Copyright 1899 by Elizabeth M. F. Denton.


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I asked a bird—'t was a dainty thing As ever lifted a jewelled wing— "Tell me of Life?" though he flitted by, Nor heard my query, he hummed reply, "I only know that a nameless bliss, Is life—my life—on a morn like this."


I turned and asked of a sporting child, With golden curls and a blue eye mild, "What, pray, is Life?" In his ringing laugh I heard, "The pleasures of life I quaff, While these are mine need I ask for more?— What Life may be?—or hath been before?"


I asked again, of a good old sage,

Whose locks were white with the frosts of age,

"Dear sir," I said, "can you tell me aught

Of Life, so eagerly lived and sought,

What it may be?" With a thoughtful smile,

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My hand he pressed as he spake the while, "A shining drop in a shoreless sea, Is human life! yet again," said he, "While Time shall take and the Endless give, Nor mind, nor matter shall cease to live; For mind is matter, sublimed and free, While matter is mind that is yet to be,— And these, eternal, through change and strife, Are ever varying forms of Life. Aye, matter, though never it seem to live, Is Life, conditioned as negative; — Conditions vary, the form is changed, Atomic forces are re-arranged, Then sentient life into being springs, And Mind is born of the Soul of things.— The Soul of Things! with its wondrous light, Guarding our Past from the shades of night! The Soul of Things! with its cloudless ray, Gilding the path to eternal day!

Thus Mind, endowed with celestial force, By Soul as substance, and Life the source, Proclaims itself, with inherent right, The con$ciou8 form of the Infinite.

Hut, while conditions determine Mind, Its power of purpose, its growth, its kind,— Determine matter, as land, or sea,


As sun, or planet, as rock, or tree,— And while conditions determine all The forms of Life, whether great, or small, Life, unconditioned, conditions all! — Life Absolute, is 'the All in All.'"


I asked the earth, with her ribs of rock Fractured by many a frightful shock, "Where dwelleth J.ife?" "Though the time," she said,

"Has been when chaos and earth were wed, When all my sisters and I were one, Locked in the arms of our sire, the sun,— When, one by one, from his warm embrace, lie cast us off, in the realms of space, And left us there, in his frenzied ire, Where cold consumes as if quenchless fire,— Yet Life was with us, for Life was there, Moulding and fashioning everywhere. And Life avers that his dwelling-place Is ev'ry measure of Time and Space."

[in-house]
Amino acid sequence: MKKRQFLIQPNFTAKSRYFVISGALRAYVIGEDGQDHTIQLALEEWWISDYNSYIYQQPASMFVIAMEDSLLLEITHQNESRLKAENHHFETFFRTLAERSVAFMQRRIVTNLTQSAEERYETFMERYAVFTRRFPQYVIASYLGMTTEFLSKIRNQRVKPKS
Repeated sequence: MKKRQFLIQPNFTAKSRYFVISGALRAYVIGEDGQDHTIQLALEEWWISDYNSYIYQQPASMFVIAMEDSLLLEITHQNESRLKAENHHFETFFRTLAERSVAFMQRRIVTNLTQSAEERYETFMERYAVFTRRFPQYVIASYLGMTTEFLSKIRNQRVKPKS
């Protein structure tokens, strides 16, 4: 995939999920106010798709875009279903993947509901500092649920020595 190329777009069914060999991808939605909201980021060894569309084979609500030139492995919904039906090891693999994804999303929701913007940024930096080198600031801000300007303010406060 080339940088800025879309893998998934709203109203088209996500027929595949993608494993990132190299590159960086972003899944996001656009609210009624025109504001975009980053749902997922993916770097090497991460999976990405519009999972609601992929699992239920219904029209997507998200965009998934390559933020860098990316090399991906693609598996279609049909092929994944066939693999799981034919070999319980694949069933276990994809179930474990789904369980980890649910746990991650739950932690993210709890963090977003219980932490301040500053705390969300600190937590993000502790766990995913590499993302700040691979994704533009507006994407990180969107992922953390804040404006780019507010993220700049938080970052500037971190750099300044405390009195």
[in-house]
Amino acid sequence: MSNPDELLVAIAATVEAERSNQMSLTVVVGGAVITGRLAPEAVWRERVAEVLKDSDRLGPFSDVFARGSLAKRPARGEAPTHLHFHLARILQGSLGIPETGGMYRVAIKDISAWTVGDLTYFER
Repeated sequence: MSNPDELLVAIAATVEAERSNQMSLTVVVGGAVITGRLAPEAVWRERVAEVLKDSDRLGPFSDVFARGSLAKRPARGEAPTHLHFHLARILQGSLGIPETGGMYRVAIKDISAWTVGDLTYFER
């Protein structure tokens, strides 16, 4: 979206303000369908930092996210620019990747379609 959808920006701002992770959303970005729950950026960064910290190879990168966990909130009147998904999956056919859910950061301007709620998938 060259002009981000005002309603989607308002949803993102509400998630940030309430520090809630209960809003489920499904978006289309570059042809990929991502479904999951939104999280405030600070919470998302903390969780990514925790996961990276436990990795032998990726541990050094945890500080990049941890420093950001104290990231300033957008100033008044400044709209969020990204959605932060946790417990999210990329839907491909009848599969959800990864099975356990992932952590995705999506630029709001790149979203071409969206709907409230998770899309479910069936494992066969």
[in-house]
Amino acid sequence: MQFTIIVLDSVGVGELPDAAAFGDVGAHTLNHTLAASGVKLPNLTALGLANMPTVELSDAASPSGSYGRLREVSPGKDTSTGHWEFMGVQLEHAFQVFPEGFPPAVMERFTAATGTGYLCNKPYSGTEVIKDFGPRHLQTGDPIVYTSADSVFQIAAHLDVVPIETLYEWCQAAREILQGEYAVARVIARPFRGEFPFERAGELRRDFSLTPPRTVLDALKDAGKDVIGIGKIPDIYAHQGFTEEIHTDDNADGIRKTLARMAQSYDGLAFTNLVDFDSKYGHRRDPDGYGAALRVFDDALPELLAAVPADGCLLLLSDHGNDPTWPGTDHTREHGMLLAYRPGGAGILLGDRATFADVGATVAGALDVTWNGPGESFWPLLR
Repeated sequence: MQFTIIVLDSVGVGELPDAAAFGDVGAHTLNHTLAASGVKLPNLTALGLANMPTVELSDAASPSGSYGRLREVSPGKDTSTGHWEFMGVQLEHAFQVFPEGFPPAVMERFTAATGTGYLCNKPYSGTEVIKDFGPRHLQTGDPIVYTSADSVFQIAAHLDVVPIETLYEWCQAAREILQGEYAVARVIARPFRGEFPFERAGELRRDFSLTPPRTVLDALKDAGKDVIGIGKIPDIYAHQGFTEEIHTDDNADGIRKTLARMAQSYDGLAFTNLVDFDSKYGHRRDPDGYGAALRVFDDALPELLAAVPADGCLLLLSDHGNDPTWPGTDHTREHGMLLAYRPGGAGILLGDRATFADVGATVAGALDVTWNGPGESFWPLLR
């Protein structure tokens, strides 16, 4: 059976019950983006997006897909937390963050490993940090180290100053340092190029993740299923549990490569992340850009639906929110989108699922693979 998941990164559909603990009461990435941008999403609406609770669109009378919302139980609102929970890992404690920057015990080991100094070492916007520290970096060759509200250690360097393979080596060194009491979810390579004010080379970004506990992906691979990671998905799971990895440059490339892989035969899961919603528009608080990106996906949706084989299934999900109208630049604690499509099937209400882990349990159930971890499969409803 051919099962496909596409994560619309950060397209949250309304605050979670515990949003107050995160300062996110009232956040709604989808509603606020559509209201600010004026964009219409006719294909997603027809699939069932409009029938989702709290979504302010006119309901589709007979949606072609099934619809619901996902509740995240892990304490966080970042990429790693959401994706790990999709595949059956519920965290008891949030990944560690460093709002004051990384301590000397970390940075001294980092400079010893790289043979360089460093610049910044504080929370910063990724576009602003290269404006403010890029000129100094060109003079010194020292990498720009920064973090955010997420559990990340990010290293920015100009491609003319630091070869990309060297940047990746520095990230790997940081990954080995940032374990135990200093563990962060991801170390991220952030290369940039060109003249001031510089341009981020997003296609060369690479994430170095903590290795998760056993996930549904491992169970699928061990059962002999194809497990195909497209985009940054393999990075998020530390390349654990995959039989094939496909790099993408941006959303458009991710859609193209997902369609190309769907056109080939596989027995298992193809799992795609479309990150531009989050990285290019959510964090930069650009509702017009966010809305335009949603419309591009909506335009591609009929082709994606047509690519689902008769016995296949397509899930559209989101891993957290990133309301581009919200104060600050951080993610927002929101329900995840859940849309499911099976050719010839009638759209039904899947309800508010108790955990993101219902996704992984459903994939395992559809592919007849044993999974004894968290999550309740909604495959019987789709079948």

I asked the sun as he sank to rest, Flaming with glory the golden West, 44How old is Life?" and he answering said,


"The Past is past, but is never dead! — We count by cycles and change, your years Are viewless points to the wheeling spheres; — The changes come and the goal we gain, The cycle measure, then round again. Still in these limitless fields," he sighed, "Stars have grown weary — as suns — have died, Yet Life was there while the changing form His pulses thrill and his currents warm; And still his features and form they take, For Life will never his own forsake."


I asked the stars as they, one by one,

Came twinkling forth when the day was done,

"Bend low," I said, "Can ye name the hour

When Life was born, with his matchless power?"

And while T listened the answer came,

"Through countless ages we've been the same,

Yet Life, long eons before our birth,

Our molecules numbered, the weight, the worth,

Of ev'rv atom, its form, its force,

With care was valued and marked its course.

We follow, then, in the way he leads,—

We read his will in his mighty deeds,—

But. whose is the hand that shall turn the page

Where Life records his enduring age?"

Questionings VII.

I turned me now to "Old Father Time," Whose measured tread on his march sublime, Might wake the praise of a seraph's tongue, "Tell me," I said, "Is Life old, or youngV" A voice from the Long Ago replied, "Life ever was!" And the restless tide, The answer brought o'er Eternity's sea, "Life ever was! Life shall ever be! All forms, all forces are thus unite, And Life, the All, is the Infinite!"

Elizabeth M. F. Denton.

We lies ley, Mass.